The Herculoids

Show Reviews (4)

Good
111 votes
7.3
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  • 8.5

    An interesting series.

    By earthpeople, Nov 12, 2008

    My dad says this was one of his favorite shows when he was a kid (although I couldn't get him to watch an episode now if I chained him to a chair and taped his eyes open). I catch episodes when I can on Boomerang, and I still haven't seen them all, but the eps I have watched were enough to hook me. The animation isn't quite on par with that in "Jonny Quest." There's no character development. We don't get any history on the characters (at least not in the episodes I've seen.) We do get three humanoids and five super-powered alien creatures who fight all manner of weird beasts, robots and maniacs that invade their unnamed homeland. It doesn't matter that we don't know what planet the Herculoids inhabit, or why they live in prehistoric conditions while many of their opponents use highly advanced technology. This series' only objective is to provide thirty minutes of fun, alien butt-kicking action, and it does this very well.moreless

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  • 9.0

    A classic cartoon from the "hero" period of Hanna Barbera Studios, The Herculoids mixed space-age technology with stone-age surroundings.

    By ercolby, Feb 09, 2006

    The Herculoids is one of the classic hero cartoons that Hanna-Barbera produced the mid-late 60s. It was a unique mixture of futuristic and prehistoric. The characters looked like something out of "100,000 B.C.," but they had space ships and powers and weapons that you'd find only in the sci fi world.



    The cartoon was perfectly geared to little boys and girls who dreamed of adventure, taking them to a different world with interesting creatures, powerful friends, and evil villains. The positive message that can be drawn from the show pertained to the value of teamwork -- The Herculoids had to work together as a team -- helping each other out of jams, protecting each other, combining their powers, etc. -- to defeat the villains. However, this was not a "message" cartoon per se. It was intended primarily for entertainment.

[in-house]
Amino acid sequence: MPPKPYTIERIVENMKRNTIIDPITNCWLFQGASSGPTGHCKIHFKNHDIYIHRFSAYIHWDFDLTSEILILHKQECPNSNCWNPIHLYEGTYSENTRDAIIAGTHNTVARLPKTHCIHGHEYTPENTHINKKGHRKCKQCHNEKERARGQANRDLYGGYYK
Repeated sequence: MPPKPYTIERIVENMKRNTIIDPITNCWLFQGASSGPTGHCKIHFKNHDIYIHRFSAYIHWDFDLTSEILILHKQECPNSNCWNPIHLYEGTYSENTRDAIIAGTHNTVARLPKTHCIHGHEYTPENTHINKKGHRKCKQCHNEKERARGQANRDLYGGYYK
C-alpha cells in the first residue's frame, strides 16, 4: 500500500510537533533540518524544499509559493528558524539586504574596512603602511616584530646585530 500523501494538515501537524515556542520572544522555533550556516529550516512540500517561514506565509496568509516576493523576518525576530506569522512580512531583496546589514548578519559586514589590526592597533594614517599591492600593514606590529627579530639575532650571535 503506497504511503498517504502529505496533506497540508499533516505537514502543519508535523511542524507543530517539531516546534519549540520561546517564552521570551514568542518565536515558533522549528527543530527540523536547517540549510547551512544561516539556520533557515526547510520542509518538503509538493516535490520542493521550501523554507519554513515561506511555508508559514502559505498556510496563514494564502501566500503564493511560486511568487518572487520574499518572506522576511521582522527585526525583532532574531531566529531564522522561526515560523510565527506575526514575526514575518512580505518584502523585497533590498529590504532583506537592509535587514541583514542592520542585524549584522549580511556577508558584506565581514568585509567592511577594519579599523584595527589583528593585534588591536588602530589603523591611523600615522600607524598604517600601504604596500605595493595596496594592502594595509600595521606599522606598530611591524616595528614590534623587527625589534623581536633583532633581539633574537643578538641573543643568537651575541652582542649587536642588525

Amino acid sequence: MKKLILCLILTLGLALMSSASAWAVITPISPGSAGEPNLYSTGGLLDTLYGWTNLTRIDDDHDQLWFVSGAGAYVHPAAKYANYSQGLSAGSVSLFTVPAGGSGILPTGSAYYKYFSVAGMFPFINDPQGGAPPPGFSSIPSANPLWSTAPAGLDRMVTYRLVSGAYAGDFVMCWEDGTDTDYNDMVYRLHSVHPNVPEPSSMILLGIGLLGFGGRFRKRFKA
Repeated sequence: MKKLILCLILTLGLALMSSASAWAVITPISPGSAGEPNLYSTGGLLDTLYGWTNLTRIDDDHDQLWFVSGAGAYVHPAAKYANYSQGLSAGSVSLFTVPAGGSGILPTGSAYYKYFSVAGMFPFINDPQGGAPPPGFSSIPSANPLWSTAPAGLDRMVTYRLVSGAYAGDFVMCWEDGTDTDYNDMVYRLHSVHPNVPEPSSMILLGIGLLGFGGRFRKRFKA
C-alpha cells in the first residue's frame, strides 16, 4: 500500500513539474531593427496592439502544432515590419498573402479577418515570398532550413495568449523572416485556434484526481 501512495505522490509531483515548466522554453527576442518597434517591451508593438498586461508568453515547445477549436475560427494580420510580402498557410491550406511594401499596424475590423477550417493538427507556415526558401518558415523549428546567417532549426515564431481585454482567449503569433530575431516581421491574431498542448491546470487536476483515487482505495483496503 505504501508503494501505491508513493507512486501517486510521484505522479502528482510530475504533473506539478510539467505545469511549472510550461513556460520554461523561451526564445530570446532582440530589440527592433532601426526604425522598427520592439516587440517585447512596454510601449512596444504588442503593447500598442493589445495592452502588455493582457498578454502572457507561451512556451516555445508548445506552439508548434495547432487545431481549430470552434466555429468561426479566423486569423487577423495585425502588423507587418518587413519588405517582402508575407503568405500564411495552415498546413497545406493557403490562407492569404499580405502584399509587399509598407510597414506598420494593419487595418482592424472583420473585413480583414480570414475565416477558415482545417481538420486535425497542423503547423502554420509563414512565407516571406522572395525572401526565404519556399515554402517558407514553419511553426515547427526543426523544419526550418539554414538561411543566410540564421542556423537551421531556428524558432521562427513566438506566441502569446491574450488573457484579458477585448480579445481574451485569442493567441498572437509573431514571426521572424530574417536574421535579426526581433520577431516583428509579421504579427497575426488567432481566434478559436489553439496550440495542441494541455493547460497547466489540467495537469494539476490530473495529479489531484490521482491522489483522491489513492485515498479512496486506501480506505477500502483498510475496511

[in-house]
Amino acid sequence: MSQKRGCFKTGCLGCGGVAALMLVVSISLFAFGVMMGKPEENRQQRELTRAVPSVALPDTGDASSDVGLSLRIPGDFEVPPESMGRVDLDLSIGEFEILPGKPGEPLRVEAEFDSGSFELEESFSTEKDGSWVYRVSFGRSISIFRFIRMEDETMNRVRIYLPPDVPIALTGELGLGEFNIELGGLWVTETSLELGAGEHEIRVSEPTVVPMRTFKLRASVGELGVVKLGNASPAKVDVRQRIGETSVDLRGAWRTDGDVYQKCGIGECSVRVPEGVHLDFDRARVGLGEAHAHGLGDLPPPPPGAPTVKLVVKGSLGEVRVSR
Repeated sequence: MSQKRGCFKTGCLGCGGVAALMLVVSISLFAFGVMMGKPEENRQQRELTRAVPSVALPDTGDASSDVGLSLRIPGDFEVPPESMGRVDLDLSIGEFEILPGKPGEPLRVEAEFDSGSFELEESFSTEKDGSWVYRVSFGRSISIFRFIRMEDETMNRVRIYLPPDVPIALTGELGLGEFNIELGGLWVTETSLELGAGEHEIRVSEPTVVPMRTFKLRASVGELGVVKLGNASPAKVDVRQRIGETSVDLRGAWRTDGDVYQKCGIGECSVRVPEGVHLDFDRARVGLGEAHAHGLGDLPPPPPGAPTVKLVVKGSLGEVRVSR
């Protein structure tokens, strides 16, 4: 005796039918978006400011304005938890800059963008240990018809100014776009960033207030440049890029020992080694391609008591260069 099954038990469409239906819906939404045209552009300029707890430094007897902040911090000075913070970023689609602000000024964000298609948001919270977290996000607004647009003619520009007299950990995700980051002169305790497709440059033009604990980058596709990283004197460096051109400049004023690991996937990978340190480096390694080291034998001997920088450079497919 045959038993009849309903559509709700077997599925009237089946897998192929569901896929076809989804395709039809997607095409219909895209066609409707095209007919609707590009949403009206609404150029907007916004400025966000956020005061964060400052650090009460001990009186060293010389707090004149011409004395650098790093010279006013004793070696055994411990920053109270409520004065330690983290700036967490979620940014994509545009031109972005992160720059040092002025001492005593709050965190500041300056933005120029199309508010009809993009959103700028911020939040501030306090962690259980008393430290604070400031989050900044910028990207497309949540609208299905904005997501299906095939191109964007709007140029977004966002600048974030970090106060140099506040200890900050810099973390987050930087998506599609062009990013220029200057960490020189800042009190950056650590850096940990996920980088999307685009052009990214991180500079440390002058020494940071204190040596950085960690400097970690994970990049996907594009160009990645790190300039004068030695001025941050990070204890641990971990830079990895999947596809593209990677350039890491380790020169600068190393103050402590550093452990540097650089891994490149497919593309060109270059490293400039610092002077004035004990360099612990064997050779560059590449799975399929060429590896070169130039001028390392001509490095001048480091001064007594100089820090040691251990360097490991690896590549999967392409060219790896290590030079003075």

The quality of the animation was poor by today's standards, but far better than what followed in the 70s and 80s, when the animators' budgets began to be slashed.moreless

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  • 7.0

    Futuristic, animated, adventure series, set on another planet, featuring imaginatively designed monsters with special powers who protect a scantily clad human family of three who take turns needing to be saved. The action and graphics were very good.

    By 225818, Jul 25, 2005

    Futuristic, animated, adventure series, set on another planet, featuring imaginatively designed monsters with special powers who protect a scantily clad human family of three who take turns needing to be saved. The action and graphics were very good.



    Among the humans, Zandor is the muscular, red-haired father; Tara is the beautiful, blond mother; and Dorno is the athletic, blond son.



    Among the monsters, Igoo is a huge apelike rock creature with enormous strength; Zok is a giant flying dragon who shoots lasers from its eyes and tail; Tundro is a big, multi-legged ceratops who shoots energy rocks from its horn; and Gloop and Gleep are, respectively, large and small ghostlike shape-shifters.



    The family lives in a treehouse, with their monsters bunking outside. Together, they face a different peril every week.



    The monsters clearly stole the show. They were imaginatively drawn, fiercely loyal, and supernaturally powerful.



    As for the humans, aside from explaining the plot and interpreting the monsters' grunts and roars, their primary job was to look attractive and sympathetic while they were being menaced by the villain of the week.



    With each episode being only ten minutes in length, the plot was understandably formulaic, the dialogue was utilitarian, and the character development was non-existent.



    Unfortunately, the 1981 episodes had weaker graphics, and its attempts at character development tended to distract from the action.moreless

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